34:39 MC: So, I think it, at some level it comes down to just, it's simple as how I look at relationships is, you gotta be able to fill your own cup before you can fill someone else's cup and you're not in a position to help others unless you fully healed and hardened yourself. And it's not to say you can't be nice or give back or do charity when you're in that state, but really it's sort of the way of the shaman. You have to eat the sin and get sick yourself before you can teach others and help others. And so, that's actually where I'm gonna pivot slightly and use myself as an example here. The unique journey that I've had where I've gone from, as a kid, if I was growing up today, I probably would have been on the autism spectrum and finding things that I found and for lack of a better word, cured a lot of those issues that I had and that I also then exacerbated later in life. I've sort of done a neo-shamanistic version of that. In fact, I joke I'm a sport shaman now 'cause I work with the athletes still too. And so, now that I've been able to go through all that, I actually truly can help others, but I had to then first go through it myself. And now, if you want a little insight into the business model, my 30,000-foot view is to essentially work with a small stable of high-level professional athletes, NBA players ideally for the most part and people I wanna work with.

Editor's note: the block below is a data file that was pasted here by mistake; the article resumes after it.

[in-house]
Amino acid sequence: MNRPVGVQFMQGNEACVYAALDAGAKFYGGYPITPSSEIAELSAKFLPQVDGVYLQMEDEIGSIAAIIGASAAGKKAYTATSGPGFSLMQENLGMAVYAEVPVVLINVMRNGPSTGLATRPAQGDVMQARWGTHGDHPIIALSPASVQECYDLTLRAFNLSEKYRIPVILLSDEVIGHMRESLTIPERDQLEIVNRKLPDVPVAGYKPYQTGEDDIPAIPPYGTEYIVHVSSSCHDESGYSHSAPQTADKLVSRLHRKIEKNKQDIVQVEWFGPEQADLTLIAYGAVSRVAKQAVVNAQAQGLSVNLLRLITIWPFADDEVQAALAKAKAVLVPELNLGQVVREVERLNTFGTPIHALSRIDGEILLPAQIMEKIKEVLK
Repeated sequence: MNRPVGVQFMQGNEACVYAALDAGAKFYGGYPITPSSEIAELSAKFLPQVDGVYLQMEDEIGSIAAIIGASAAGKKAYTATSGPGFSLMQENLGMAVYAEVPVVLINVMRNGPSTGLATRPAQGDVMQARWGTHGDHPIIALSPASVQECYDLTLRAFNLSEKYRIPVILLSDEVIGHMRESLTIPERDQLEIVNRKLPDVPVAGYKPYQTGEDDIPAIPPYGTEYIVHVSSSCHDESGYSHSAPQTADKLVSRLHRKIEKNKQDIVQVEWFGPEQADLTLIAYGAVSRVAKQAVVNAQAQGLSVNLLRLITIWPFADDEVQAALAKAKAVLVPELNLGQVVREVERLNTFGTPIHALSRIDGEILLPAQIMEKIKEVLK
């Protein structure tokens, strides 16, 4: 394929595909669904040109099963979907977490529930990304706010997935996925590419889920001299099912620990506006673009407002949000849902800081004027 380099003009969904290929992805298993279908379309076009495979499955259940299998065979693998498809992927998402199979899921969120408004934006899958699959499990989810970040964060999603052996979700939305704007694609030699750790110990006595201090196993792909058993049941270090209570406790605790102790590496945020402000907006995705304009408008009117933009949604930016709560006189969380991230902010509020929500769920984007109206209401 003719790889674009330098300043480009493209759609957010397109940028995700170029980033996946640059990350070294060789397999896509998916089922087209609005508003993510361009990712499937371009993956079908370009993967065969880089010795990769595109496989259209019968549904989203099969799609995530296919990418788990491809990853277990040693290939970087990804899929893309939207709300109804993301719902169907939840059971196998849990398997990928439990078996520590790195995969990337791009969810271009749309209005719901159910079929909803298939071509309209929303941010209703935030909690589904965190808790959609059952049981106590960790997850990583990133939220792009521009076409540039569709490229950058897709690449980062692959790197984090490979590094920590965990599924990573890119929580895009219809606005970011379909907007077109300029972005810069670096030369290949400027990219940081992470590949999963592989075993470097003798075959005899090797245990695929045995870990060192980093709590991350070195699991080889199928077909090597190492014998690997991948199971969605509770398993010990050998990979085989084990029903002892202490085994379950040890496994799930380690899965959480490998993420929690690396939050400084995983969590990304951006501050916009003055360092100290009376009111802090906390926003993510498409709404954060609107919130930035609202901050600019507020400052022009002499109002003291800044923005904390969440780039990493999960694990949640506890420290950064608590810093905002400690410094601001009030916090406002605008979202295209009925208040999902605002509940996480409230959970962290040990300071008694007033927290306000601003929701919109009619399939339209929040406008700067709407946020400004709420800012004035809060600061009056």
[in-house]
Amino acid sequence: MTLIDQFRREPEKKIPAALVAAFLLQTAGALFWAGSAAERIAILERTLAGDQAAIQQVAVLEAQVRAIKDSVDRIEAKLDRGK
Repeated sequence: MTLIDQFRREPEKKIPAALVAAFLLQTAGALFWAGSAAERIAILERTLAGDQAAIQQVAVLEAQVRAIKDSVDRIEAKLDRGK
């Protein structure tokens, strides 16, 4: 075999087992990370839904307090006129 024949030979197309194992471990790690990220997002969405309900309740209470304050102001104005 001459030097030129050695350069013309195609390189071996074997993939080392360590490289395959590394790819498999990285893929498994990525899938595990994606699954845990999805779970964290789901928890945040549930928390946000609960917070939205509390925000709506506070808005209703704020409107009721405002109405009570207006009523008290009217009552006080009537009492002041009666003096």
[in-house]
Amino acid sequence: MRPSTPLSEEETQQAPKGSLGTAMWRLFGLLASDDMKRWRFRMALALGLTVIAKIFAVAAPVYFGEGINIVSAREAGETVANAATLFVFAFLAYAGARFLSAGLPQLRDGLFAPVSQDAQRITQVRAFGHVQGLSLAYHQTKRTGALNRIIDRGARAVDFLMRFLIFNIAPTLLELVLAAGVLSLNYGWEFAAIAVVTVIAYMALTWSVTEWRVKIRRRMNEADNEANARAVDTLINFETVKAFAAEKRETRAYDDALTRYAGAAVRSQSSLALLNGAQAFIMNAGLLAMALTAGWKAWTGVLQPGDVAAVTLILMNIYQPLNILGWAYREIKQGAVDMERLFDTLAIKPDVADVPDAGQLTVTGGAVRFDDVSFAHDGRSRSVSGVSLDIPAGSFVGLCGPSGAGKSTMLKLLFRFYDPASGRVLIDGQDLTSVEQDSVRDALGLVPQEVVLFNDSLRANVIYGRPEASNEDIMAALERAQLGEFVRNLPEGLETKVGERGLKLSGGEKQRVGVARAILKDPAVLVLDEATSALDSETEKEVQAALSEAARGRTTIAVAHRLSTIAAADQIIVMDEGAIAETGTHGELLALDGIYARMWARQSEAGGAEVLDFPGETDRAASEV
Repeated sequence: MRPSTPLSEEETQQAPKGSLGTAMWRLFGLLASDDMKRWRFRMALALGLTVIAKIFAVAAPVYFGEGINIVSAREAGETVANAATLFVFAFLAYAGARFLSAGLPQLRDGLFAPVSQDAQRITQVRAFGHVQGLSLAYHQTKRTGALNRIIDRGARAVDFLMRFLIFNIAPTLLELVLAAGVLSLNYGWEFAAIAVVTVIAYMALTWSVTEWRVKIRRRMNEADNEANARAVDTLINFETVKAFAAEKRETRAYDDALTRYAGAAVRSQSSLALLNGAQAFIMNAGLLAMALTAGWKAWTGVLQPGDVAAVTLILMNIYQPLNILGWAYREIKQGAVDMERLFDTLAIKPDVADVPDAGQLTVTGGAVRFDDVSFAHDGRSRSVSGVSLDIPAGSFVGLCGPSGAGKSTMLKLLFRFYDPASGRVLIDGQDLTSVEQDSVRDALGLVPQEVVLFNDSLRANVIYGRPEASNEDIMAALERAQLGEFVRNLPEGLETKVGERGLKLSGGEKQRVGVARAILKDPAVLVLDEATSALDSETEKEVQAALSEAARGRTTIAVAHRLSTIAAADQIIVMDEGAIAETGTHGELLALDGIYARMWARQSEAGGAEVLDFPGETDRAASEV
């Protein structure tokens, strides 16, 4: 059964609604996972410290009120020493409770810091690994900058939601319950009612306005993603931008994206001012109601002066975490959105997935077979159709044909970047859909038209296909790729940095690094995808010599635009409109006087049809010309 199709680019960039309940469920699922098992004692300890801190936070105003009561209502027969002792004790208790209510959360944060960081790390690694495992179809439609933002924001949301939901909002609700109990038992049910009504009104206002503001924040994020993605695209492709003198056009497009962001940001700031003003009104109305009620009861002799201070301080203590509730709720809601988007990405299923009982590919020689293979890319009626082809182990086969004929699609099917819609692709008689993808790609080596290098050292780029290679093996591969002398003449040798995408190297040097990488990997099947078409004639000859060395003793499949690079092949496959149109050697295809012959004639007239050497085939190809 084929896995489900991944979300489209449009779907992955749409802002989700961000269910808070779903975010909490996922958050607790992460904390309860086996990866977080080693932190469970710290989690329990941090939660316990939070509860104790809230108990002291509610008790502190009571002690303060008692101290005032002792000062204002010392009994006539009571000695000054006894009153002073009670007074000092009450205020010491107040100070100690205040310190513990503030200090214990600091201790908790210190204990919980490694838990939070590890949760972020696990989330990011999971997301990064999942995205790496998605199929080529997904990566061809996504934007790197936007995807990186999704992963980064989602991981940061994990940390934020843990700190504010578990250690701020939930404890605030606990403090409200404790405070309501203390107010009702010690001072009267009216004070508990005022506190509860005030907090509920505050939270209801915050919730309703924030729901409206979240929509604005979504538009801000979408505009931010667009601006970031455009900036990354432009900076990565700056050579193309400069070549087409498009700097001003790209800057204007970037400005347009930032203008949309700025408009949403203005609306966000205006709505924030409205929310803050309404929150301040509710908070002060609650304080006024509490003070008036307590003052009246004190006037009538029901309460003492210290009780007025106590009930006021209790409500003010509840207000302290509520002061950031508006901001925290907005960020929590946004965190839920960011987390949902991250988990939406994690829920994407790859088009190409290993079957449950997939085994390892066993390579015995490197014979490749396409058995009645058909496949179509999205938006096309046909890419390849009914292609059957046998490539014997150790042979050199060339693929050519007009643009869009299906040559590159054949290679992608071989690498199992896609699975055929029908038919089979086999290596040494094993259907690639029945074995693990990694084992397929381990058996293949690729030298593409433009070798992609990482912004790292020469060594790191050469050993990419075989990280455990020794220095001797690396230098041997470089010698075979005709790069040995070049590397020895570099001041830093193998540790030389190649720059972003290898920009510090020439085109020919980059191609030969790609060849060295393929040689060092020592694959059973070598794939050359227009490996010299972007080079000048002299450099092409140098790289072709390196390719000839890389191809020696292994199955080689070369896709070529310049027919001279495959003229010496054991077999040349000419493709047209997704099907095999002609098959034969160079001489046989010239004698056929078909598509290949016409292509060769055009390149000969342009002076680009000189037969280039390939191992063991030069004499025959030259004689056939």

36:03 MC: And then free up even more of my own time to just simply use my gifts and knowledge to give back, whether it's having people come to the facility for getting rehabilitation and have them do trauma release exercises, me, go to places like that. And also online too, and give seminars on healthy eating, things like that, 'cause there is a shockingly high amount of this country that even in left and right coast that doesn't eat healthy and doesn't source their food properly and things like that. And I just see how it's gonna trap a lot of people in these states and so that's just sort of my mission, it's to use my gifts of health, fitness, performance optimization to help people with some self-transcendence and also simply just getting better health, fitness. And by doing both of those things they're gonna co-enable. And just to tie this back to the general point now, I think you really have to know how to help yourself before you can really know how to help somebody else.